In other respects, it did not seem as though there was much in noBody geared to the specific venue, with the exception of the uninspiring flashing on and off of lights in the Palace's windows which serve as a backdrop.

Hans Peter Kuhn's music also added little to the pleasure for spectators. For much of the performance, it sounded like a series of vacuum cleaners on speed, crescendoing to a near-deafening blast of aircraft engines. The primal screams of the dancers at one point seemed simply ridiculous, and should have been left in the rehearsal studio.

Things became more visually interesting for the final third of the show. I could not separate the different set pieces to identify which was which, but what might be called the "Dance of the Pepper Pots" was amusing, even if it was a theme that has been used by others in the past.

At times, the coordinated rolling of heads, and snatching of assorted dancers as they "died", was also impressive and evocative. But overall, noBody seems to prove the assertion that follow-ons and sequels rarely match up to originals. Particularly with such a difficult theme.

Waltz's show did at least provide justification to those who argued that the 2002 Avignon Festival represented a return to innovation for Bernard Faivre d'Arcier, its long-standing director, who has in the past been criticised for favouring conformism and commercial success.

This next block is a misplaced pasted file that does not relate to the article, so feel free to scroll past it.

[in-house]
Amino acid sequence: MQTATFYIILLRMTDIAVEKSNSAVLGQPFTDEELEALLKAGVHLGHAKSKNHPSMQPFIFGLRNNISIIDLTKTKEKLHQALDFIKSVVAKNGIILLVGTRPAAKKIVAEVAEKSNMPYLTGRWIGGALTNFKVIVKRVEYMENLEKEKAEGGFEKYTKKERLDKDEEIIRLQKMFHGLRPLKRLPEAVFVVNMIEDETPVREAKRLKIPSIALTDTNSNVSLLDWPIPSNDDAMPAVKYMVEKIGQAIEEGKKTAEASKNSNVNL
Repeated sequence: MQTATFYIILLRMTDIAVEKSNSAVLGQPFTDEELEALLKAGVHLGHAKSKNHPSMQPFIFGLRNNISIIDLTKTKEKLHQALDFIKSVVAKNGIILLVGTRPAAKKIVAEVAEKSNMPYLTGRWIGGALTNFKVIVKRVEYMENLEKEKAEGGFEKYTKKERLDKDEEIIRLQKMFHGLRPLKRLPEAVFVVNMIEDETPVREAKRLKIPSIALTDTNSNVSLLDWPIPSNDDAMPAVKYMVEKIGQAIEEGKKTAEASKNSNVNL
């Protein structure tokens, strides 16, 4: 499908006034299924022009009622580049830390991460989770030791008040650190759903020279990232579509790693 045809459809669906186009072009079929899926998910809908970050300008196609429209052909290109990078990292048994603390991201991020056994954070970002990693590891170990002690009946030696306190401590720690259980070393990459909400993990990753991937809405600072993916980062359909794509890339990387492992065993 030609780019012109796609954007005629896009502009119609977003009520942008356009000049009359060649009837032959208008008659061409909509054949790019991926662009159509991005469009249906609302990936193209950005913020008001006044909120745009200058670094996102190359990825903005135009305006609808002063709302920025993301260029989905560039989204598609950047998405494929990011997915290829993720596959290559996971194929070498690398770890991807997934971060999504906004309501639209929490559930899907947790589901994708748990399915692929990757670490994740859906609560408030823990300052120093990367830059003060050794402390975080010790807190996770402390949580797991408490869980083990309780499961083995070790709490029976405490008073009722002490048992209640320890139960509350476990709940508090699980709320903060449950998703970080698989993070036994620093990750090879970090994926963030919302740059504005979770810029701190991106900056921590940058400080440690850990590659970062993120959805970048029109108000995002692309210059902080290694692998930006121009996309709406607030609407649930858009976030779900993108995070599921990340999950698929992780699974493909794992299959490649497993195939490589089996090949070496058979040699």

A man who has long been subject to rumours of his replacement in the bitchy world of culture, Faivre d'Arcier does now seem certain to move on to other tasks next year. As such, the presence of so many creations and unusual performances in his penultimate festival is a sign of a healthy legacy (though swelling box offices, notably those of last year, are no bad thing either).

Even so, this reviewer's luck in choosing a limited number of performances (as most ordinary theatre-goers would - particularly given prices of Euros 20-30 apiece) was not always great in the current year.

Michel Bouquet, the veteran French actor, put on a powerful show as the protagonist in Thomas Bernhard's Minetti. The staging - especially the wild sea of Ostende, where the man comes to terms with his frustrated life as an actor - was equally impeccable. That is more than can be said for the cramped, over-heated Muncipal theatre, with its poor acoustics.